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Speaking up for hard-hit local hospitality businesses in Parliament

Hospitality businesses in Erith and Thamesmead have had an enormously difficult year. On Wednesday 24 March, the House of Commons held a debate to consider support for the hospitality industry during this pandemic.

I spoke at the debate, highlighting the enormous difficulties our local businesses have faced. Not only have they been closed for many months, but when they have been allowed to open, they have faced a constantly changing set of rules and regulations. Many have not received the financial support they needed from the Government, and many are fearful for the future.

In my speech I raised the concerns of several local pubs – including the Abbey Arms in Abbey Wood which I visited in December as part of Small Business Saturday. Pubs that have reached out to me like The Duchess of Kent in Erith and The Victoria in Belvedere are centres of our communities and they need assurances from the Government that they will provided with support not just to reopen but thrive.

The wedding and events sector has also been extremely hard hit as nearly all their usual business disappeared. Especially worrying is the fact that many businesses in the events sector have been repeatedly refused grant funding by Bexley council – who cite the Government’s tight criteria.

If it is properly supported, the hospitality industry can and will play a vital role in reviving our economy after this most difficult year. But we need action from the Government right now to ensure this happens.

You can watch my speech below:

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Parliament to Debate e-Petition on Press Freedoms and Safety of Protestors in India

There will be a Westminster Hall debate at 4:30pm on Monday 8 March centring around protests in India against new farming laws after a petition gathered over 100,000 signatures.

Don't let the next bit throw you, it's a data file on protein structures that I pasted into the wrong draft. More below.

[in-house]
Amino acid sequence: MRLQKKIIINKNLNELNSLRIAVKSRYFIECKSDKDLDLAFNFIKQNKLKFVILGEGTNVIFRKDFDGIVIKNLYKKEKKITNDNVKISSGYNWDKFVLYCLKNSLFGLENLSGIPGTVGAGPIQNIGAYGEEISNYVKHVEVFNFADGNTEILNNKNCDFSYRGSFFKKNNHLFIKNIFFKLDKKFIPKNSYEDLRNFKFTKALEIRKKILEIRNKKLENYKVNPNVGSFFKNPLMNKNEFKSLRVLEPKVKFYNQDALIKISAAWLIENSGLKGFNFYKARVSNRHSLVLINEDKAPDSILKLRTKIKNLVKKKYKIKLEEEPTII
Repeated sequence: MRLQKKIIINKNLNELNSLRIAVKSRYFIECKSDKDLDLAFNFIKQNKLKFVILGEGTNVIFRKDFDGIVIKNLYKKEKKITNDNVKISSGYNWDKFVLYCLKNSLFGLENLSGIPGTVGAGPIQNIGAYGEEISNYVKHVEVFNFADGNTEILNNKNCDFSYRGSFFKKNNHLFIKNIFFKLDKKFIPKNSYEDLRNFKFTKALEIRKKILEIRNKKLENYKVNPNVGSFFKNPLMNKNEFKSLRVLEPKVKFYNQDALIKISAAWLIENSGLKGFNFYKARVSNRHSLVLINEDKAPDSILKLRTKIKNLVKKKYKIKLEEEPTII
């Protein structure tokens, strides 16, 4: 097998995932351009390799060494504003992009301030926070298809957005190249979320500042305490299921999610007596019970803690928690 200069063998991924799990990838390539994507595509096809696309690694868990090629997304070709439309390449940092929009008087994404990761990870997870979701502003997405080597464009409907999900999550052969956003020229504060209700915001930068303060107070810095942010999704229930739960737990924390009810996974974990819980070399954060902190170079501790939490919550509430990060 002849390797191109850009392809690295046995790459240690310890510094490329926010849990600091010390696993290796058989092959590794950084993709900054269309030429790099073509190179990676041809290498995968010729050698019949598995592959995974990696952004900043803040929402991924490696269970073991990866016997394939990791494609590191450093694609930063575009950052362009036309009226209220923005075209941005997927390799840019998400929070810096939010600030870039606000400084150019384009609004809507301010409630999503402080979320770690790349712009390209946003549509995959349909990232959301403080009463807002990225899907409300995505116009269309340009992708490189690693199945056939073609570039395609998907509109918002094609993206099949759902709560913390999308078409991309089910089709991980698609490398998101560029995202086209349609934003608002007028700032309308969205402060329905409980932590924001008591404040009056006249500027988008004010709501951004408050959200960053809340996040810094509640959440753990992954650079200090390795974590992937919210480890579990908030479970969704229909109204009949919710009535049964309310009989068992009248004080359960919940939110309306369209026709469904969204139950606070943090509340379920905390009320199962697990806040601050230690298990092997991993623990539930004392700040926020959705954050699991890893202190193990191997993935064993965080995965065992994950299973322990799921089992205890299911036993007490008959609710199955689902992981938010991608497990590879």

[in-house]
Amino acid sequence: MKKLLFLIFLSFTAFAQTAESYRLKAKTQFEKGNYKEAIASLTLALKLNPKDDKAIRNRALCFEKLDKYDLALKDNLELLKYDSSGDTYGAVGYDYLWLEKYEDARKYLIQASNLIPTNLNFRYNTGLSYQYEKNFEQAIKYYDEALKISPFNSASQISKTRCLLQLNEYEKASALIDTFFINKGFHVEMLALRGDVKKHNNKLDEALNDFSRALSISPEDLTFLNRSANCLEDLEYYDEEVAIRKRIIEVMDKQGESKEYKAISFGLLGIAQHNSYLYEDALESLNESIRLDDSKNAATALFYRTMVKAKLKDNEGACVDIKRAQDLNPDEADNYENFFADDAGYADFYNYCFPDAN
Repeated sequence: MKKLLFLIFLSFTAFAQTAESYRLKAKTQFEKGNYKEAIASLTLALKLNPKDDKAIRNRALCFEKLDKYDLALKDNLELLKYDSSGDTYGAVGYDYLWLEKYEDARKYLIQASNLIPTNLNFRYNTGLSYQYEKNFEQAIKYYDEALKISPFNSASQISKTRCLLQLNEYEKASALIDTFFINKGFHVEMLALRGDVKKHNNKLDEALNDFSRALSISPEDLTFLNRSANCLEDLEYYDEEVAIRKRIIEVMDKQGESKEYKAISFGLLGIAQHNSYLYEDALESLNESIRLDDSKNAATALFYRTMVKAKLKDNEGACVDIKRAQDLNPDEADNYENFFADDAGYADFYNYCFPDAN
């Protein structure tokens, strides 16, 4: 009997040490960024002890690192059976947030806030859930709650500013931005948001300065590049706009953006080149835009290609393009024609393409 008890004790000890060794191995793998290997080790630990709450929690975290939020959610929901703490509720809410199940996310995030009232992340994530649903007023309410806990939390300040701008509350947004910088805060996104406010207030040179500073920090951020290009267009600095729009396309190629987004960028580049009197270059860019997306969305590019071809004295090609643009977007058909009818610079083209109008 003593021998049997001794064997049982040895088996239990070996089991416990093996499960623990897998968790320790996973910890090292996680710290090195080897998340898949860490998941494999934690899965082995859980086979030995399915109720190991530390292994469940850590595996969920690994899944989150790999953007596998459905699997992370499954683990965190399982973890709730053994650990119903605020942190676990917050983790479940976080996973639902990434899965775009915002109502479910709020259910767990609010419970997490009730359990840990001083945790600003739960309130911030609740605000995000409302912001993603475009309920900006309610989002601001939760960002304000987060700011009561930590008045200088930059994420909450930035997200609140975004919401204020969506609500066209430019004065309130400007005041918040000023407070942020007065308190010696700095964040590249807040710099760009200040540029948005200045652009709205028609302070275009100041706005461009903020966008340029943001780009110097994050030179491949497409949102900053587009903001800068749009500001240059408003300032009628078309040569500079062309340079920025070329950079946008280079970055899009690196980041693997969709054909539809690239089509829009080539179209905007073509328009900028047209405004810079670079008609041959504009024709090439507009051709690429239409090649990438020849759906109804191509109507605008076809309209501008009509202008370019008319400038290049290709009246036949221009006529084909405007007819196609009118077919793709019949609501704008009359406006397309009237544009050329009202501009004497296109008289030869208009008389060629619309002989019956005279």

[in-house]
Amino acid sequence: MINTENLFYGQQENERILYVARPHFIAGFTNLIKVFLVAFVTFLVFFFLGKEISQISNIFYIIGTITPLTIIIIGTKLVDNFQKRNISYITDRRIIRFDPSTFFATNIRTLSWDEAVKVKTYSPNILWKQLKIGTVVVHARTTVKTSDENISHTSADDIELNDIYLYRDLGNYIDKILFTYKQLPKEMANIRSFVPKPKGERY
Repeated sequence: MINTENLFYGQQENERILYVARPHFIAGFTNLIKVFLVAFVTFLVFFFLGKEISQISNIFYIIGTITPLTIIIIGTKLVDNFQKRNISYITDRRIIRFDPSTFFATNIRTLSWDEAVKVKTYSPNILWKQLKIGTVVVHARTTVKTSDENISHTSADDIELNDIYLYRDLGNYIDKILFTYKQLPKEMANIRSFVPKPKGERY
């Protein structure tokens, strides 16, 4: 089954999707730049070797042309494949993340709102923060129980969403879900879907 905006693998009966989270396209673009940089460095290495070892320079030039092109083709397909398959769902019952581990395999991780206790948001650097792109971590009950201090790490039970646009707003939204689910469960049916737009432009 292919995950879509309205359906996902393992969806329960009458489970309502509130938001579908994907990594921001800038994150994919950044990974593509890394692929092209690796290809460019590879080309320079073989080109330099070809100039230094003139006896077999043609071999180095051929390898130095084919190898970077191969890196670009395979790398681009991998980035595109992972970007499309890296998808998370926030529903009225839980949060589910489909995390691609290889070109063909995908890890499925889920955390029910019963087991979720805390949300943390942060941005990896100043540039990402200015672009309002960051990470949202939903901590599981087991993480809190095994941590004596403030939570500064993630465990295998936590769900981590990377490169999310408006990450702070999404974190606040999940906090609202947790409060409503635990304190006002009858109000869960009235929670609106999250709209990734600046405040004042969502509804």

I applied to speak at the debate. There were many MPs who wished to take part in this debate and so, unfortunately, I was not selected to speak.

I have been horrified by the images of water cannon, tear gas and brute force being used against peaceful protestors. For the sake of democracy, the farmers protesting in India must be allowed to exercise their right to peacefully protest.

For those who don’t know, concerns have been raised about the impact of three new laws in India on farmers. Taken together, the laws loosen rules around sale, pricing, and storage of farm produce – these rules have protected India’s farmers from the free market for decades.

The Indian Prime Minister Narendra Modi has said the laws will “benefit small farmers the most”, however their introduction has been met with ardent protests – especially in Punjab and neighbouring Haryana state. Farmers have been camped on Delhi’s outskirts since 26 November 2020 to protest the laws. Tens of thousands of police and paramilitary troops have been deployed to halt the march of protestors.

India’s Supreme Court has stayed the implementation of the laws “until further notice” and appointed a committee to broker a deal between the farmers and the government. Farmers have not accepted the committee, saying that all its panel members are pro-government.

Over British 100 MPs and peers have signed an open letter to the Prime Minister on this issue, calling on him to “convey to the Indian Prime Minister the heart-felt anxieties of our constituents, our hopes for a speedy resolution to the current deadlock and also for the democratic human rights of citizens to peacefully protest”.

On 12 January 2021 I personally wrote to the Prime Minister, urging him to “publicly state [his] commitment to upholding human rights around the world”.